We hear the term ‘spatial audio’ being used a lot in in the tech world. It’s also sometimes referred to as ‘3D audio’, or ‘immersive audio’. It can get quite confusing, especially when there are two technologies which could both be referred to by any of these terms.
As these technologies are relatively new, there are not definitive definitions in place. I am going to try to break these apart. For arguments sake, lets call them 3D Audio A and B.
3D Audio A is for the object based audio codec side of things. For example, players such as Dolby and DTS are in this space (to name a few). This is software which uses metadata to place sound around the listener and then decodes to enabled devices.
3D Audio B is for post-processing, such as head tracking which allows the user to move their head and the sound source remains fixed to a point. This is applicable to headphones and earbuds use cases which have accelerometers to enable the feature.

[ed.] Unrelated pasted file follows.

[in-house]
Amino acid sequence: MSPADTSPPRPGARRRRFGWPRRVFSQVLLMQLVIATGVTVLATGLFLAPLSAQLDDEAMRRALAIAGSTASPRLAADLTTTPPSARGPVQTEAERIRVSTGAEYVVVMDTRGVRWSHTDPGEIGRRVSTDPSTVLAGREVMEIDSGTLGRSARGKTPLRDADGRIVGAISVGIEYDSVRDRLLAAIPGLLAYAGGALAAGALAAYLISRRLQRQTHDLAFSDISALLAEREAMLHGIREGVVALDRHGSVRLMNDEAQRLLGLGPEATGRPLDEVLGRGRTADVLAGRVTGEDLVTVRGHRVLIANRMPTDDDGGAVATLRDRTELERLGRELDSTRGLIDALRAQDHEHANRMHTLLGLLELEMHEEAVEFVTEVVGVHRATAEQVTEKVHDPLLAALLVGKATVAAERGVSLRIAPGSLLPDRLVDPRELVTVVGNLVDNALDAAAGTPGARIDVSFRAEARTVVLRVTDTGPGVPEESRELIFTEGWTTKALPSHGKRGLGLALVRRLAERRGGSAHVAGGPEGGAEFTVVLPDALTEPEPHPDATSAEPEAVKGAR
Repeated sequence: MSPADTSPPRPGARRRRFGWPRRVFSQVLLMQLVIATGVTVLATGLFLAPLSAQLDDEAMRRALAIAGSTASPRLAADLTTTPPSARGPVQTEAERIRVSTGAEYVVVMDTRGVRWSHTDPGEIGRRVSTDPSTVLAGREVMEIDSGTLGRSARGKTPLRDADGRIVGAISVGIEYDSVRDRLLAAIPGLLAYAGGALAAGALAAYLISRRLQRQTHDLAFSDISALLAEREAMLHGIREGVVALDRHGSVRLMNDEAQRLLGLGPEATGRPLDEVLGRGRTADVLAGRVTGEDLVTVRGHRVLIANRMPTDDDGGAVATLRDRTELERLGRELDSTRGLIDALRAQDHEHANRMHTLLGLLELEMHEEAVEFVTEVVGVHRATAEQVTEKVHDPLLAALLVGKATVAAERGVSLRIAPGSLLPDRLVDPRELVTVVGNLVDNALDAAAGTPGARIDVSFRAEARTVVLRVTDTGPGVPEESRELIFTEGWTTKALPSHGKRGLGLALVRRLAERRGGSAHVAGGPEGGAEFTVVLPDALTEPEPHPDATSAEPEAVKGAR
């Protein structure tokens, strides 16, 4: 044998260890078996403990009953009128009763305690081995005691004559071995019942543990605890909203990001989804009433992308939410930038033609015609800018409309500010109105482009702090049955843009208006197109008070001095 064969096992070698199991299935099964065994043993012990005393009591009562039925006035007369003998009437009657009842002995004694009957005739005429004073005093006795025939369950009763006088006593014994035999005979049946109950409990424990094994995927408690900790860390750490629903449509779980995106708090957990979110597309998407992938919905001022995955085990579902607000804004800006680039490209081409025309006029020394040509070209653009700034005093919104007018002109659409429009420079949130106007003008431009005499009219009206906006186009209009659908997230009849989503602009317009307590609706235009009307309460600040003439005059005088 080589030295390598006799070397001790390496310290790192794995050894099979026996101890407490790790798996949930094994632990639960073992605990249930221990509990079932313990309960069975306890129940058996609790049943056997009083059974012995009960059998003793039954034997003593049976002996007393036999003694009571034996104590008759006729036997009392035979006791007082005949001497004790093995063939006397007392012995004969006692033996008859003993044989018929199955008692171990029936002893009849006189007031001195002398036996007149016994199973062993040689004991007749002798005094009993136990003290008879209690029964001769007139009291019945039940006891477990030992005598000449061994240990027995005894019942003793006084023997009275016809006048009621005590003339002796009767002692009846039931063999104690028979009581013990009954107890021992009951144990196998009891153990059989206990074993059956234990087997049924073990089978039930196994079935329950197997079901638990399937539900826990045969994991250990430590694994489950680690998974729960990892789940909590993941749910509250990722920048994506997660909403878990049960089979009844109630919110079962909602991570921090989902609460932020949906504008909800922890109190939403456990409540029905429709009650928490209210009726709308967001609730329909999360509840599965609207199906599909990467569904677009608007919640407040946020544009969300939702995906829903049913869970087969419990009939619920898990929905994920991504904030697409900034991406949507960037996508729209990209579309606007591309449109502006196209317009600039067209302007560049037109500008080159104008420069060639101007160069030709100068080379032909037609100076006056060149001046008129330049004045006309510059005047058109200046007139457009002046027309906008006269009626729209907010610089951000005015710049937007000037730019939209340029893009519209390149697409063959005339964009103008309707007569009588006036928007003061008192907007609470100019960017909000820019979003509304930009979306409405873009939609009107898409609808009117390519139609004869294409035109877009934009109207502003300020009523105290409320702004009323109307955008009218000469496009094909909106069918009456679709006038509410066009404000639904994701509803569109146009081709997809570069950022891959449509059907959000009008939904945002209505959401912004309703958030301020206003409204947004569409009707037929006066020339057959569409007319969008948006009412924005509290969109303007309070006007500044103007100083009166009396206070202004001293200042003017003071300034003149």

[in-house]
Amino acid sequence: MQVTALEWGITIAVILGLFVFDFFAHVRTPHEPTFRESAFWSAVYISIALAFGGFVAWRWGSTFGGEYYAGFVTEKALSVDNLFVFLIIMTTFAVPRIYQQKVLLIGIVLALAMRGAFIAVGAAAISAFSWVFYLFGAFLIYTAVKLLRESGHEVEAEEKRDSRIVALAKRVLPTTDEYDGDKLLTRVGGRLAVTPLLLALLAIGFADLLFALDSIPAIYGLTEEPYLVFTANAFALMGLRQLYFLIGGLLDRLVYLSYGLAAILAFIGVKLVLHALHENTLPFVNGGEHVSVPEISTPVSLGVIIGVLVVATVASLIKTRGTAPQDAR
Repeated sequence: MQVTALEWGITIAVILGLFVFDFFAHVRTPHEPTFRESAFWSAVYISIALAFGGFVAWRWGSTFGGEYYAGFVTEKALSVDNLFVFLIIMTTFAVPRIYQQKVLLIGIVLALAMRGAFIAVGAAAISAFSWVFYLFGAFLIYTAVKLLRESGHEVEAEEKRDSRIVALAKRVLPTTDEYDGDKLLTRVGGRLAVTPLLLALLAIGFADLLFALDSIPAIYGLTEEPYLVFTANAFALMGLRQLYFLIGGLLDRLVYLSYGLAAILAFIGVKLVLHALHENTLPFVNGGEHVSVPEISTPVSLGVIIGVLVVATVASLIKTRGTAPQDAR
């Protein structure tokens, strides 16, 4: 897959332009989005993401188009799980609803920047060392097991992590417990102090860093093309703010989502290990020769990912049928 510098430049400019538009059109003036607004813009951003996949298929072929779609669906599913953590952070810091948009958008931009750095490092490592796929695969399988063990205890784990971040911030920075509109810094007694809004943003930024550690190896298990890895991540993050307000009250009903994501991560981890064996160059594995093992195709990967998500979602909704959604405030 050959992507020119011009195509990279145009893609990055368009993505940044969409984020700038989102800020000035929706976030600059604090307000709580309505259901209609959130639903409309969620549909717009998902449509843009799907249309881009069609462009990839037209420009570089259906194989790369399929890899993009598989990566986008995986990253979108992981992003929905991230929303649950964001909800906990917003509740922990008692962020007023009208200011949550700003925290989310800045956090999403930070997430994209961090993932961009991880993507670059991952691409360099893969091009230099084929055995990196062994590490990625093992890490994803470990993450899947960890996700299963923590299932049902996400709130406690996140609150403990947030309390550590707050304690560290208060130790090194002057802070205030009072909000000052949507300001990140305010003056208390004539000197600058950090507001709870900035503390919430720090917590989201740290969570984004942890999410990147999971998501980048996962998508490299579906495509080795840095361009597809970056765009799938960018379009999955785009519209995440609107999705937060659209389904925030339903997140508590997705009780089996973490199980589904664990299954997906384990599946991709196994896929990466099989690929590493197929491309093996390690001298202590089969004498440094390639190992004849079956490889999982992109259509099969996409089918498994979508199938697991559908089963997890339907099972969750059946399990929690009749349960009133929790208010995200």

The NuraTrue Pro earbuds offer Dirac Virtuo Spatial Audio. In my opinion, this would count as post processing (3D Audio B) as users can experience the feature from a stereo source, eliminating the requirement for an object-based audio codec.
Where it gets confusing is that other companies such as Apple have branded their ‘3D Audio B’— which encapsulates head-tracking—as Spatial Audio. It’s not the same spatial audio as Dirac’s Virtuo Spatial Audio.
Research has told us that users would pay more for a spatial audio feature – but do they understand what the feature is?